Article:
Discussion Questions: What prevents you from memorizing Scripture? What tips can you give for your fellow classmates? Why would Isaiah 53 be a good chapter to guard our minds against pride?

Monday: Sufficient Substitution

“But we see Jesus, who was made a little lower than the angels for the suffering of death, crowned with glory and honour; that he by the grace of God should taste death for every man. For it became him, for whom are all things, and by whom are all things, in bringing many sons unto glory, to make the captain of their salvation perfect through sufferings.” Hebrews 2:9-10 KJV

Discussion Questions: When and why was Jesus made “lower than the angels”? What does it mean that Jesus “taste[d] death for every man”? What death? Aren’t we all still going to die?

Tuesday: Christ’s Blood

The concept of redemptive blood is rather difficult to grasp, even though we see it consistently through the whole Bible. As we discovered last week, the blood could cleanse, but it could also defile. Read Hebrews chapters 9-13 for more information about the role of blood and offerings in the sanctuary, both the earthly and the heavenly.

Discussion Question: Review how the transfer of sin in the sanctuary service helps explain this dual role of blood. When does it cleanse and when does it defile?

Wednesday: Spotless Sacrifice

Exodus 12:5 and Leviticus 3:1 and 4:3 inform us about the kind of animals that were called to be sacrificed. We find that they could at times be male or female–sheep, goat, or bullock. But the one criteria they all must have was that they had to be perfect and without blemish, the best they had.

Thought Question: Have you always given God your best?

“For we have not an high priest which cannot be touched with the feeling of our infirmities; but was in all points tempted like as we are, yet without sin.” Hebrews 4:15 KJV

Discussion Questions: How does the above verse in Hebrews identify Jesus as the Lamb of God?

Is there a difference in being tempted and sinning?

How did Jesus alone pass the test of not sinning, and does this mean that we too can ever reach a place where we are not sinning?

Why was being perfect and without sin a requirement for Jesus to die as our Substitute? [Example to help explain: If you are on death row, why couldn’t a fellow prisoner become your substitute and die instead of you? Answer: Because he was already going to have to die for his own crimes under the law, so he couldn’t die for yours as well.]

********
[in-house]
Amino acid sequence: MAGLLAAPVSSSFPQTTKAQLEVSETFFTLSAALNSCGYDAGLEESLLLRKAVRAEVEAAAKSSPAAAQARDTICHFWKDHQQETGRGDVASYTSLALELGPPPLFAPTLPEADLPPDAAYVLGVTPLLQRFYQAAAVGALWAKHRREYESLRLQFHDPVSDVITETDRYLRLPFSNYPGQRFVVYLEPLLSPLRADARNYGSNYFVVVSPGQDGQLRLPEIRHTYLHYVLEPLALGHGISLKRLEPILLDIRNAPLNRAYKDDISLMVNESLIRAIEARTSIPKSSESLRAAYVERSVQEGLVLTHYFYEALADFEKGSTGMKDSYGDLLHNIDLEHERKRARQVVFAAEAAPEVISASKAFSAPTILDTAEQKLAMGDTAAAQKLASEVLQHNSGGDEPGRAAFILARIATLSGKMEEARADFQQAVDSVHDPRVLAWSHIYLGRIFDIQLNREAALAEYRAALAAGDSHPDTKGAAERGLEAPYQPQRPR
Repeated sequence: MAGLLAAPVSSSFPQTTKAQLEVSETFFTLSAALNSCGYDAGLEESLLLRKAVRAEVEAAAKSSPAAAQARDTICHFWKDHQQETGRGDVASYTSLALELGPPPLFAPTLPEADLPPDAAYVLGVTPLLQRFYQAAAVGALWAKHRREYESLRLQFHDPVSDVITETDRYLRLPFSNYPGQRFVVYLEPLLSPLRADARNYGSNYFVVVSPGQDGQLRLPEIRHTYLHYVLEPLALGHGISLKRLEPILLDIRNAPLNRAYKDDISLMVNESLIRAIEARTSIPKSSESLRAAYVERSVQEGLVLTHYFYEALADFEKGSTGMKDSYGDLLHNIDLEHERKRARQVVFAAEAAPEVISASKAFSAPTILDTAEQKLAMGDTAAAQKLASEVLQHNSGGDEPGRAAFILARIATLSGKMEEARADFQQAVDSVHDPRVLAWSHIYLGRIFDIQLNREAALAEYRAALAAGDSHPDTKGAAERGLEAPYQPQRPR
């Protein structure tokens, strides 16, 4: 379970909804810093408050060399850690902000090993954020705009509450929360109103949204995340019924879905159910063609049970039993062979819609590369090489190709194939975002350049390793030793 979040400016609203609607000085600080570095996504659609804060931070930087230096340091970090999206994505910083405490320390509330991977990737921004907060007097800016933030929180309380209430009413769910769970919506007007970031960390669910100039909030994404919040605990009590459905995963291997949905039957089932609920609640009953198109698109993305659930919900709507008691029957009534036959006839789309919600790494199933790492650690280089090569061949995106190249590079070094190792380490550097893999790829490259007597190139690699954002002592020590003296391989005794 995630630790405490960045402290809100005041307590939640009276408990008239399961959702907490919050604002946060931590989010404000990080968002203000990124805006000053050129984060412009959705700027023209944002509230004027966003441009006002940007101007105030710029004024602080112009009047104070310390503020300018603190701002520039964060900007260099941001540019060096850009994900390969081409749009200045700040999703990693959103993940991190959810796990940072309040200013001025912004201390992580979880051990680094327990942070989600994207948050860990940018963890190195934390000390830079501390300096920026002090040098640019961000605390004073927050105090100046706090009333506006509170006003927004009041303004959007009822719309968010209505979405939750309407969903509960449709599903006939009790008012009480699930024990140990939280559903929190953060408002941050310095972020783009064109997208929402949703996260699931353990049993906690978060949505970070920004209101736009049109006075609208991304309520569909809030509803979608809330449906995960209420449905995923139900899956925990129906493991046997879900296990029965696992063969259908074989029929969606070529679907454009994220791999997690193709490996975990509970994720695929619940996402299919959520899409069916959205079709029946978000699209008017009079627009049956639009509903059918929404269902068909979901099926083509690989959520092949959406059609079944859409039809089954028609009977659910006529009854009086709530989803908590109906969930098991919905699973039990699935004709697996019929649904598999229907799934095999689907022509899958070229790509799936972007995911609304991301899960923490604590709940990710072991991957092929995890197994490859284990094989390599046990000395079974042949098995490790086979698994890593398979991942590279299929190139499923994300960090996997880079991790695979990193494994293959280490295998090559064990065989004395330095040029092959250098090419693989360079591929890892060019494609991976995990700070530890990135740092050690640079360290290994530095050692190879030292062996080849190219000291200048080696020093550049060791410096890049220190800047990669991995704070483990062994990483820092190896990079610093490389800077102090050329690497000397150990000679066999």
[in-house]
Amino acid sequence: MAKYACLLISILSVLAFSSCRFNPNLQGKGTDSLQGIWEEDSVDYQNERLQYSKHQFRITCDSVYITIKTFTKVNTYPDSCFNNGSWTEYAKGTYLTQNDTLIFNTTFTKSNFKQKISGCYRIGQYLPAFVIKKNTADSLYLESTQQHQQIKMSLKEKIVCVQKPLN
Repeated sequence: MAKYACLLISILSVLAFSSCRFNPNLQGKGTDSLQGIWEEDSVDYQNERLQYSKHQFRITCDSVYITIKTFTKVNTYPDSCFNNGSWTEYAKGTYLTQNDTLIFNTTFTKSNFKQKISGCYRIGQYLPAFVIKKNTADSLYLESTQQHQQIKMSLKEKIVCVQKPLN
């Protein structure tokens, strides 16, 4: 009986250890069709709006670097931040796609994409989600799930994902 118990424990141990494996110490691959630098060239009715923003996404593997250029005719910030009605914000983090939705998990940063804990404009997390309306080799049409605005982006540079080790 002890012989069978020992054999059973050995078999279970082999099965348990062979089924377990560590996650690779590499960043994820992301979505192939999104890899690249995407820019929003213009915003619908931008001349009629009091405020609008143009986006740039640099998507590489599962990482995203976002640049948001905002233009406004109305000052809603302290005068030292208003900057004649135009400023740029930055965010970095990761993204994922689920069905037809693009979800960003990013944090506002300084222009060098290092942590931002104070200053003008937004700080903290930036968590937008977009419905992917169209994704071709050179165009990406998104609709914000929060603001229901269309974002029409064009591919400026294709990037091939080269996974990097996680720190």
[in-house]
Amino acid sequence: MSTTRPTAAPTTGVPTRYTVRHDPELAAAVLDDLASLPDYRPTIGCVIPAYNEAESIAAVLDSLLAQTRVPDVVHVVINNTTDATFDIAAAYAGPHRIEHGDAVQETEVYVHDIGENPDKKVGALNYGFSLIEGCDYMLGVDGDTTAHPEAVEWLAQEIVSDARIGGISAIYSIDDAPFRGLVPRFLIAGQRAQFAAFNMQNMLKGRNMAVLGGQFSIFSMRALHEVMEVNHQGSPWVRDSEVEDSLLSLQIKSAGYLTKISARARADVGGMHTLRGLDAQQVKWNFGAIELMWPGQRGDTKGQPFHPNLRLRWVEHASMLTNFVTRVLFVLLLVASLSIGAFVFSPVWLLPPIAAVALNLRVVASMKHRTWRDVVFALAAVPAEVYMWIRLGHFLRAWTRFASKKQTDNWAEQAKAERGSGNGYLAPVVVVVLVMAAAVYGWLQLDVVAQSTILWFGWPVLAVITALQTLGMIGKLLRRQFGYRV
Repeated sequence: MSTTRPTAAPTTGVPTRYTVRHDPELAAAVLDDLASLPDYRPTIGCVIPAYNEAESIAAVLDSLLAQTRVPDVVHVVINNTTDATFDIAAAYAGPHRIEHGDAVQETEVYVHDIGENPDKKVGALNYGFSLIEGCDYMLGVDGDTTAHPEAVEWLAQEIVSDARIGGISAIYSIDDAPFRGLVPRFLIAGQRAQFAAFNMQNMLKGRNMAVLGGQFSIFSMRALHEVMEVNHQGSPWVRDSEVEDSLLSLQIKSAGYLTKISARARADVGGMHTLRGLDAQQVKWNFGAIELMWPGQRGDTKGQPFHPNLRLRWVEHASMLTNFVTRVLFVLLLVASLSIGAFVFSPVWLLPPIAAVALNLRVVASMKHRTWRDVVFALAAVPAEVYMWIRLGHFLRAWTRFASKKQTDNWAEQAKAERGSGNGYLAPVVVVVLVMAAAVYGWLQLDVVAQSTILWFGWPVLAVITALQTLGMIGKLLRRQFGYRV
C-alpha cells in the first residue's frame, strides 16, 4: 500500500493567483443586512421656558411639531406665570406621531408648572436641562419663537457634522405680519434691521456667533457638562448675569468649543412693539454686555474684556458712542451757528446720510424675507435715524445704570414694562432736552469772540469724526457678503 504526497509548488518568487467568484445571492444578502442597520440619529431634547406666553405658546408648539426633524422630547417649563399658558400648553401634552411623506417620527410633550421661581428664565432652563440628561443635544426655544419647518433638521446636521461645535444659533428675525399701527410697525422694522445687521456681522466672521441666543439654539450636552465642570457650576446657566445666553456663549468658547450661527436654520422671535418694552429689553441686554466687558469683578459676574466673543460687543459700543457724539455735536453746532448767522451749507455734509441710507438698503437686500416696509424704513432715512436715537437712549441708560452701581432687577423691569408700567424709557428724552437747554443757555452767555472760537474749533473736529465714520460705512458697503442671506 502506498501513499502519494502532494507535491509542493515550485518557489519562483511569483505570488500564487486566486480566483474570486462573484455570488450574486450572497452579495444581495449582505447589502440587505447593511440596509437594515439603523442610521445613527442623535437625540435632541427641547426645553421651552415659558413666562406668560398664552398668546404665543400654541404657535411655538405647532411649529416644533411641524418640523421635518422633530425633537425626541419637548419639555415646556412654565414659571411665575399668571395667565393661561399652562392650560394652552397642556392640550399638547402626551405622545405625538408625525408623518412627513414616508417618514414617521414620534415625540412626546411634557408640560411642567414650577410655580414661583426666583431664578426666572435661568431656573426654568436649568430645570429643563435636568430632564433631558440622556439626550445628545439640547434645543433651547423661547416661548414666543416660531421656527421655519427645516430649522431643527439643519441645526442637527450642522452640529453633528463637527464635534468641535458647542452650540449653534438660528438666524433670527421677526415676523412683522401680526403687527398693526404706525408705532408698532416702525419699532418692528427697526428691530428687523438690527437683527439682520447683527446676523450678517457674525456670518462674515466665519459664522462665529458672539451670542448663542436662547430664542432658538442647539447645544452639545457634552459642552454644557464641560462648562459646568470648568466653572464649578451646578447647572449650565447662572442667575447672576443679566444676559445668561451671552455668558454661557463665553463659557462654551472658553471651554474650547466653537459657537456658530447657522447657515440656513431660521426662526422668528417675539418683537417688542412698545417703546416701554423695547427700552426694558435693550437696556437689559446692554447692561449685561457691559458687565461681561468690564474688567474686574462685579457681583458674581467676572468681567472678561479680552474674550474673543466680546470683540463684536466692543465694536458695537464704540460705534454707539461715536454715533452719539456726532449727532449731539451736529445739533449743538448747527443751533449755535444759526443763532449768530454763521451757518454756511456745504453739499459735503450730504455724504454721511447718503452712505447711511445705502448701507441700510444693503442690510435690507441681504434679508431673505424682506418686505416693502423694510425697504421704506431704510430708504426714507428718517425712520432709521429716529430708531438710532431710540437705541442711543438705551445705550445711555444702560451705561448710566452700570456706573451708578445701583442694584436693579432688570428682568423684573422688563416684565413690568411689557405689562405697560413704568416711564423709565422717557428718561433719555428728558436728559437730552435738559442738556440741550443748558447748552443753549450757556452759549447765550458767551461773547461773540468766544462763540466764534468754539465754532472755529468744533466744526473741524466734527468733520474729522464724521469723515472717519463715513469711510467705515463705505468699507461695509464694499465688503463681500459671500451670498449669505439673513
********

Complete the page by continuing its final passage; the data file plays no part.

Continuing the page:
Thursday: A Great Danger

The writer of Hebrews, traditionally thought to be Paul, warns us of the danger of drifting away from God. In Hebrews 6:4-6 he says,

“For it is impossible for those who were once enlightened, and have tasted of the heavenly gift, and were made partakers of the Holy Ghost, And have tasted the good word of God, and the powers of the world to come, If they shall fall away, to renew them again unto repentance; seeing they crucify to themselves the Son of God afresh, and put him to an open shame.” KJV

And also Hebrews 10:26-27:

“For if we sin wilfully after that we have received the knowledge of the truth, there remaineth no more sacrifice for sins, But a certain fearful looking for of judgment and fiery indignation, which shall devour the adversaries.” KJV

Although Paul isn’t wanting to strike fear into believers, he feels duty bound to warn them of the dangers of taking their eyes off Jesus, their only means of securing salvation. It’s like when a ship gets just a little off course, resulting in not getting to its destination. We are also reminded of Esau. He took his birthright for granted gradually, until he was willing to sell it for a bowl of beans.

Discussion Question : From the lesson–“Christ’s sacrifice should never become so familiar that we regard it as commonplace.”

And on Friday’s lesson–“Ellen G. White said it would be good to spend a thoughtful hour every day focusing on the life of Jesus, especially the closing scenes.”

How can we spend our daily worship hour profitably, without being in danger of making it too familiar?

Next week: Christ, Our Priest